The porous hydrophilic polymeric beads of the present invention possess many of the desirable properties of prior art polymeric beads, such as inactivated porosity with HIPE and standard size distribution, in addition to being hydrophilic in nature. The beads may be made of high internal phase emulsions (HIPE) or emulsions in which the volume of the internal phase is less than the 74.05% HIPE limit. Specifically, hydrophilic polymer beads can easily dissolve in solvents such as water and can release any active substance contained within the structure very quickly. The hydrophilic polymeric beads 40 contain a macroporous structure that can help dissolve the beads in use. Pearls obtained in this way are highly porous with regular pores. Preferably, the pores are interconnected and open to the surface. The beads can be spherical and the particle size of the beads can be controlled very closely. Unlike other porous HIPE based beads, the beads of the present invention do not have to be crosslinked, although for certain applications it may be chemically desirable to crosslink the polymer component by a crosslinking agent.

In a preferred embodiment of the invention, the morphology of the bead includes surfactant moieties and the surfactant is integrated through the bead structure. It will be evident that the pearl morphology provides a series of applications in the biomedical and chemical fields, such as markers or transporters of sensor devices, affinity chromatography, enzyme immobilization, release of drugs and cleaning agents, for example.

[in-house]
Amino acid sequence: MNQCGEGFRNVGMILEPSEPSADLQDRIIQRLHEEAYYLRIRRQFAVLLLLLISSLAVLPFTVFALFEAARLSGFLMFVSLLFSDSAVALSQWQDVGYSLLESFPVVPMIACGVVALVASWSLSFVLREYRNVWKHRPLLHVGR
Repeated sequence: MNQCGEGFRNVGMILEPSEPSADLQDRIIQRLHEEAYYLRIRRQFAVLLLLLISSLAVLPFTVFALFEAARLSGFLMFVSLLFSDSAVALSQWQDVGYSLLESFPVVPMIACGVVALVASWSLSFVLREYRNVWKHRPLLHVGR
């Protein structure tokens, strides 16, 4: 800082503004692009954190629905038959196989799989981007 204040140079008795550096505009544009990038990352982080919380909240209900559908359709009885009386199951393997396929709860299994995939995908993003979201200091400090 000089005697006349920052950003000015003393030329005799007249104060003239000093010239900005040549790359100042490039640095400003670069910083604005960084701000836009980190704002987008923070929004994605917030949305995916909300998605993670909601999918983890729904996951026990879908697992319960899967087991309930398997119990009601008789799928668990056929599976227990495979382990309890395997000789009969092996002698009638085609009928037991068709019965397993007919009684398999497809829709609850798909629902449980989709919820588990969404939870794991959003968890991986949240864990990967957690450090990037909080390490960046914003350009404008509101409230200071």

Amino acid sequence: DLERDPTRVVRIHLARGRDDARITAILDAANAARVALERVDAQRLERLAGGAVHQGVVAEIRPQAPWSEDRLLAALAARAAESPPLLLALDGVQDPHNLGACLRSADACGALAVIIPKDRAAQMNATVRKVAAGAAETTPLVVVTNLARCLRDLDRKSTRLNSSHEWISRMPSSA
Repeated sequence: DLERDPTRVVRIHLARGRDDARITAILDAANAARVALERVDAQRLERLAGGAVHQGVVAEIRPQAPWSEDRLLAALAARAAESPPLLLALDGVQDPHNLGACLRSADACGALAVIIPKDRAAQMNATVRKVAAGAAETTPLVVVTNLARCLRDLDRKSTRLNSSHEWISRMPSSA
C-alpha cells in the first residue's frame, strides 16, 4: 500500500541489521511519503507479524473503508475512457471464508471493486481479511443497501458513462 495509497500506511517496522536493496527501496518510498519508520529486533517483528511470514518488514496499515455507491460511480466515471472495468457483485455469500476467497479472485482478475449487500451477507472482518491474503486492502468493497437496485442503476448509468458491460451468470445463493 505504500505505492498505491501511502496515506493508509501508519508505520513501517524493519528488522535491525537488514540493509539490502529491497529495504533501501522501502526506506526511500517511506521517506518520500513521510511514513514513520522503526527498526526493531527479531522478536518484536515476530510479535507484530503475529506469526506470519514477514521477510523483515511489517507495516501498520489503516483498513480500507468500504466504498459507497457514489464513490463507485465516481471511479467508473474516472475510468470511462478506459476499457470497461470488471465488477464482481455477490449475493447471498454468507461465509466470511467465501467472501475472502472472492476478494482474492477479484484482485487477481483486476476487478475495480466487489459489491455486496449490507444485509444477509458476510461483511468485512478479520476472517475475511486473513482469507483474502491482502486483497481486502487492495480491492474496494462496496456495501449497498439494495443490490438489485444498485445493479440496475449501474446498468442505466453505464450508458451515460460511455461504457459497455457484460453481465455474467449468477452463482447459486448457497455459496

In accordance with another aspect of the present invention there is provided a process for producing porous hydrophilic polymer beads comprising the steps of:

a) providing an emulsion comprising an aqueous phase, an organic phase and a hydrophilic polymeric material; 55

b) provide a fluid medium at an effective temperature to freeze the emulsion;

c) contacting the emulsion drops with the fluid medium for an effective period to form frozen drops;

d) isolate the frozen drops; Y

e) lyophilize the drops to form pearls. 5

Additionally, the above process for producing porous hydrophilic polymeric beads may also include a crosslinking step in which the beads are chemically crosslinked by a crosslinking agent. Porous beads can be crosslinked after lyophilizing in order to enhance their mechanical strength or change their solubility characteristics. The choice of crosslinking agent will vary with the polymeric material. The amount of crosslinking agent may also vary with the amount of polymeric material 10 present in the beads and the level of crosslinking desired. A series of well known chemical crosslinking agents is available for use in the crosslinking stage. A crosslinking agent may be selected from, for example diamines and polyamines that crosslink the hydroxyl and / or carboxylic moieties together with the polymeric structure.

Preferred crosslinking agents include diisocyanate compounds, which may be aliphatic, cycloaliphatic or aromatic. Particularly preferred crosslinking agents include 2,4-toluene diisocyanate, 4,4, -diphenylmethane diisocyanate and 1,4-phenylene diisocyanate.